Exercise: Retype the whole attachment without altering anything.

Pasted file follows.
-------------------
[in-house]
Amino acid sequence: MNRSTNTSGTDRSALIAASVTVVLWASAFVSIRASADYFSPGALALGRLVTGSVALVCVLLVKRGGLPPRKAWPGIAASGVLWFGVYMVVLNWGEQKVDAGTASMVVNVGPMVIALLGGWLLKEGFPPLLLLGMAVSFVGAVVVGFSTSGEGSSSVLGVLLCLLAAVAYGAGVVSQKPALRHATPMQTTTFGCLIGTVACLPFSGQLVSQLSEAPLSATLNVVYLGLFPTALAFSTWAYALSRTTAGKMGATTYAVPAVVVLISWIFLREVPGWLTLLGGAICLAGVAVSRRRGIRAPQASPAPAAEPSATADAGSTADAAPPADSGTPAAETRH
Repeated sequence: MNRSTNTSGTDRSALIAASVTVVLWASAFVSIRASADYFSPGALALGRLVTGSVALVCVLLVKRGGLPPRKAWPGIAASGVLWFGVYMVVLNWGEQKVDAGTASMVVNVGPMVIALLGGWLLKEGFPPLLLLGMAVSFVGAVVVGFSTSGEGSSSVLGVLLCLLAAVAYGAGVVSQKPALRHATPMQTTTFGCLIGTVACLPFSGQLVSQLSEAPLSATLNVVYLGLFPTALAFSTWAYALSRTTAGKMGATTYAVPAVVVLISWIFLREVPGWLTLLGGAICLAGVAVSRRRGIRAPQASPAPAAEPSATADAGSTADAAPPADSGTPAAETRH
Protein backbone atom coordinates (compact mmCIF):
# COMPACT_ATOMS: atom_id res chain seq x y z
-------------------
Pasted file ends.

[in-house]
Amino acid sequence: MNRSTNTSGTDRSALIAASVTVVLWASAFVSIRASADYFSPGALALGRLVTGSVALVCVLLVKRGGLPPRKAWPGIAASGVLWFGVYMVVLNWGEQKVDAGTASMVVNVGPMVIALLGGWLLKEGFPPLLLLGMAVSFVGAVVVGFSTSGEGSSSVLGVLLCLLAAVAYGAGVVSQKPALRHATPMQTTTFGCLIGTVACLPFSGQLVSQLSEAPLSATLNVVYLGLFPTALAFSTWAYALSRTTAGKMGATTYAVPAVVVLISWIFLREVPGWLTLLGGAICLAGVAVSRRRGIRAPQASPAPAAEPSATADAGSTADAAPPADSGTPAAETRH
Repeated sequence: MNRSTNTSGTDRSALIAASVTVVLWASAFVSIRASADYFSPGALALGRLVTGSVALVCVLLVKRGGLPPRKAWPGIAASGVLWFGVYMVVLNWGEQKVDAGTASMVVNVGPMVIALLGGWLLKEGFPPLLLLGMAVSFVGAVVVGFSTSGEGSSSVLGVLLCLLAAVAYGAGVVSQKPALRHATPMQTTTFGCLIGTVACLPFSGQLVSQLSEAPLSATLNVVYLGLFPTALAFSTWAYALSRTTAGKMGATTYAVPAVVVLISWIFLREVPGWLTLLGGAICLAGVAVSRRRGIRAPQASPAPAAEPSATADAGSTADAAPPADSGTPAAETRH
Protein backbone atom coordinates (compact mmCIF):
# COMPACT_ATOMS: atom_id res chain seq x y z